Saturday, 1 February 2014
The Princess and the Warrior (4½ Stars)
Okay, I admit it. I've named this post after the English release of the film instead of the original title to disguise the fact that I'm reviewing yet another German film. The sixth German film in five days. Don't blame me. It's not my fault that German films are so good.
The original title, as shown in the pictures above, is "Der Krieger + die Kaiserin", literally "The Warrior and the Empress". It's interesting that the title uses a plus sign, rather than an ampersand or the word "and". I'm sure that this was a deliberate choice in naming this love story, to show that together the two lovers became more than the sum of their parts.
It's a very surreal story. Despite being a natural story without any supernatural elements, many things happen in the film where I have to say, as the viewer, "That would never really happen". The first time I watched this film that was my main criticism. I treated such things as mistakes. After watching it a few times (I believe today was the third time) I'm more tolerant, and I can see that the director Tom Tykwer meant everything deliberately. But let's start from the beginning and describe this magnificent film.
Sissi Schmidt was born in a closed ward of the Birkenhof Hospital in Wuppertal, Germany, an institute for housing the long term mentally insane. Both of her parents were lifetime patients. After growing up surrounded by madmen -- I use that word for the sake of simplicity, please don't criticise me for it -- she never wanted anything else. She became a nurse, nominally to be able to help the people in the hospital, but actually as a means to remain with them. They are her friends, her only real friends. She lives in a small apartment within the hospital, in the same building, so she never has to leave, except to accompany the patients on shopping trips in the town. It could be argued that Sissi herself is one of the madmen. She's detached from reality. Her relationship to the patients goes further than caring for them as a nurse. For instance, she regularly masturbates Steini, a patient who was admitted after killing his mother.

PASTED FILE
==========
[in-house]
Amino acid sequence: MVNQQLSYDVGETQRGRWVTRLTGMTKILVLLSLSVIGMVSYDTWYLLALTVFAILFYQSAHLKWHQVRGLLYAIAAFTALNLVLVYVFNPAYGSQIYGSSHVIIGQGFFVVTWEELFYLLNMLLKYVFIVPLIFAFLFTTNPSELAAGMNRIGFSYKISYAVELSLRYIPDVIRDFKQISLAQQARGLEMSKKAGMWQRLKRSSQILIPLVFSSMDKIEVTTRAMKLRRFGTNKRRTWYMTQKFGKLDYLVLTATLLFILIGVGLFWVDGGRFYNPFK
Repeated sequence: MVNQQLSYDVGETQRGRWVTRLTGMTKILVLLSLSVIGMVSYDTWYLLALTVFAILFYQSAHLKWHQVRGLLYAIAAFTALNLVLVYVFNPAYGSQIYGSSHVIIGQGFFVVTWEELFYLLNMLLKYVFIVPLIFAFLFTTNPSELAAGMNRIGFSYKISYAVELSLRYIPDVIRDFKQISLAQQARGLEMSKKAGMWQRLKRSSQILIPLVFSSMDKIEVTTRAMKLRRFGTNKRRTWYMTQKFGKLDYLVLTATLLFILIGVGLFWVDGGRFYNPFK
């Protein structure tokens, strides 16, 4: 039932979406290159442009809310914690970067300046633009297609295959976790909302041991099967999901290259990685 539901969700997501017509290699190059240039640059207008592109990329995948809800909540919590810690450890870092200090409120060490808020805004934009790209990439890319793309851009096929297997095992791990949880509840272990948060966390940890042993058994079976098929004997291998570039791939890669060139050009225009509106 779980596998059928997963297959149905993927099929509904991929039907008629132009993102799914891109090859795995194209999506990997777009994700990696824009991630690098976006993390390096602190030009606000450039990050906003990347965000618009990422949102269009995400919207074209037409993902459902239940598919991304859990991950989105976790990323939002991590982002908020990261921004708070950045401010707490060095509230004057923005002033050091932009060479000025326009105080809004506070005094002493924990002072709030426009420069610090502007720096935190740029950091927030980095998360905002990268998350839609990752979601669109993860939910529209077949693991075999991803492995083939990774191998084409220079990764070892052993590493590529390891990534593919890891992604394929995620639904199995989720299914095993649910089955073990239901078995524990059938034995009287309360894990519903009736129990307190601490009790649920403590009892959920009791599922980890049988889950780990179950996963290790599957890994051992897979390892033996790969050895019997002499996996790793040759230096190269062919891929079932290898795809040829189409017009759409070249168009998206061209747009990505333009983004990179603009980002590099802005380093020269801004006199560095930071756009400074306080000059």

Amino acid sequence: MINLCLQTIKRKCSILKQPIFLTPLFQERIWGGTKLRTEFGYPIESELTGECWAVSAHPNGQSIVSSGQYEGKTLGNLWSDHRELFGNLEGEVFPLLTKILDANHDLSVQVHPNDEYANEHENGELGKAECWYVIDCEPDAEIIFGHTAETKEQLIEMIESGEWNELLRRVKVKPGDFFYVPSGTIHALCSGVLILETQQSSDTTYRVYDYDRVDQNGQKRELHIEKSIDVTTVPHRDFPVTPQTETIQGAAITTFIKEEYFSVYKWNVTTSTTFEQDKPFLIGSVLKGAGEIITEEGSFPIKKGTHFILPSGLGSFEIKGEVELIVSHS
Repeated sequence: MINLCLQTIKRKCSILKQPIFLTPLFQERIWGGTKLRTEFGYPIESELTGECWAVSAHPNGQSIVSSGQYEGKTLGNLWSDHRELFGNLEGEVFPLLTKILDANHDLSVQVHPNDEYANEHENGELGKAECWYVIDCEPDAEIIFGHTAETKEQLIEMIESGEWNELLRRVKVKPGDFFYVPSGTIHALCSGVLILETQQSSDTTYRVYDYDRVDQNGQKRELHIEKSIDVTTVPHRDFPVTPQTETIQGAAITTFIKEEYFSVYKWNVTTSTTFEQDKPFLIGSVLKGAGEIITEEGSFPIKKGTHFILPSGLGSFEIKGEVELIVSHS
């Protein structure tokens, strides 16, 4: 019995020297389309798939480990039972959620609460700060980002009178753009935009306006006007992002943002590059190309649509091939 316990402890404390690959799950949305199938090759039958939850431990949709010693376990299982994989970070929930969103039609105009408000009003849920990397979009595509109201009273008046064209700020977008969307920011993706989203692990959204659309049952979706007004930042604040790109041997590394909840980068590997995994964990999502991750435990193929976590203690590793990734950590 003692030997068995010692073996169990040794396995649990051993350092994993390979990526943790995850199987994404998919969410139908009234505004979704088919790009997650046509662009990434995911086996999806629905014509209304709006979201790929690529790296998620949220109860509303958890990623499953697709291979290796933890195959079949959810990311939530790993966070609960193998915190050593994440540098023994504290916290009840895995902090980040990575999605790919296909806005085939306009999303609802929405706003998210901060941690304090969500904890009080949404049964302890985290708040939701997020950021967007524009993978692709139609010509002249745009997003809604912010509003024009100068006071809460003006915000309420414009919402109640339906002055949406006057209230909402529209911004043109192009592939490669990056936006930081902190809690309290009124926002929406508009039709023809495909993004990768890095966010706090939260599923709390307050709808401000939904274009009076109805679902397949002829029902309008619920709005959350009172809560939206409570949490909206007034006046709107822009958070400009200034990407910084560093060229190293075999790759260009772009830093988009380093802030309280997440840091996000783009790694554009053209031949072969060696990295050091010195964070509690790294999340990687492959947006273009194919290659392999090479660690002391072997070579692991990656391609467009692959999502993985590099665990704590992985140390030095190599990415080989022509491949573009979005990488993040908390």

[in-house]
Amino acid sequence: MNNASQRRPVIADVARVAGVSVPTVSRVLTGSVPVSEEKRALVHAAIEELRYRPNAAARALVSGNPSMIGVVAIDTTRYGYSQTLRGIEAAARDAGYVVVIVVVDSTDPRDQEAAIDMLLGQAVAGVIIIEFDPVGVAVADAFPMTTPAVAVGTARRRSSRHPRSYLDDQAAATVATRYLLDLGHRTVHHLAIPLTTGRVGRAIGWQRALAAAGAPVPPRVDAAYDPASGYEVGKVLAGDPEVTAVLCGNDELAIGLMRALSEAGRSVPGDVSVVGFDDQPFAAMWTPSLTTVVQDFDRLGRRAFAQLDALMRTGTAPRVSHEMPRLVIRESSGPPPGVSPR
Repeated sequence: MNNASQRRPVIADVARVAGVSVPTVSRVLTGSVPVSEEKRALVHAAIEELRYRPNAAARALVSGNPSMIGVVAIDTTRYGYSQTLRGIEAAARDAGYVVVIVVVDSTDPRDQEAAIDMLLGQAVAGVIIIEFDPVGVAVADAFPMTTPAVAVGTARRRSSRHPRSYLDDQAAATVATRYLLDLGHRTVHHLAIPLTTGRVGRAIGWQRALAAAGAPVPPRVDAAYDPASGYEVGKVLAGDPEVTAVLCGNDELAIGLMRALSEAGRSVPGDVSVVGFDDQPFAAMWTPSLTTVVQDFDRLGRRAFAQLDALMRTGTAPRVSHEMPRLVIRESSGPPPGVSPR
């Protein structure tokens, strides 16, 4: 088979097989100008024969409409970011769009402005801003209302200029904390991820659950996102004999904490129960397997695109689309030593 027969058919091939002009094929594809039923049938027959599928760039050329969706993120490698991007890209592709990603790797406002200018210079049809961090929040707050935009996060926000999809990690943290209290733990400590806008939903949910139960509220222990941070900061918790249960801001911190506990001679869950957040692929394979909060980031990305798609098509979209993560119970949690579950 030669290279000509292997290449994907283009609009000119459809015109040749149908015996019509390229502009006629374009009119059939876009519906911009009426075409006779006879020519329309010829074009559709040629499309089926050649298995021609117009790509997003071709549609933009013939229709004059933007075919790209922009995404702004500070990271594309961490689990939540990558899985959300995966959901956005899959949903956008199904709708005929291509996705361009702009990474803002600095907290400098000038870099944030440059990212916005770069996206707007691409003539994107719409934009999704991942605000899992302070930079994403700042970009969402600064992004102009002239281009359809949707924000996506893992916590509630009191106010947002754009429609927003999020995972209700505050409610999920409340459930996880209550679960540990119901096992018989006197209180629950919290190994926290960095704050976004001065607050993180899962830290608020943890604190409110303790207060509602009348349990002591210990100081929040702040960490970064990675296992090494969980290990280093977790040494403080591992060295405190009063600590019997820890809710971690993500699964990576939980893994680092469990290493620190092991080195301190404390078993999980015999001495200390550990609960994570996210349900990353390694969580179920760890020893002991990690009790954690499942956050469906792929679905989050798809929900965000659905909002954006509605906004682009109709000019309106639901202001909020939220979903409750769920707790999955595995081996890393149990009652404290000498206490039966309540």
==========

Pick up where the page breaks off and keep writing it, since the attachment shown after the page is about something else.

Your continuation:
While walking in town with one of her patients she's knocked over by a truck. A young man saves her life (with amazing first aid skills) and escorts her to a hospital, but disappears without leaving his name. After she is released she finds out his name is Bodo and tracks him down. She finds him living with his brother Walter in an isolated hut on a hill overlooking the city. Do you see what I mean by the surreal nature of the film? There are no roads leading to the hut, she has to walk across a field to get there, as if Bodo is living in a castle on the hill. She makes several attempts to talk to him, but every time Bodo rejects her and throws her out. It seems like Bodo is mentally ill as well. He has an (impossible?) habit of sleep walking at night and hugging a hot stone stove, not noticing that he is being burnt until his brother pulls him away.
As luck has it, when Sissi visits a bank a few days later she observes Bodo and his brother robbing the bank. Walter is shot, but Sissi flees with Bodo and hides him by taking him into her hospital and pretending he is a madman, an unregistered patient. This might have worked. Bodo could have remained a patient for life, which is what Sissi wanted, but Steini and the other patients are jealous of Sissi's new friend and rebel against him.
I absolutely love this film. It reveals what a genius Tom Tykwer is. Like me, you may need to watch it more than once to fully appreciate it. Give it a try.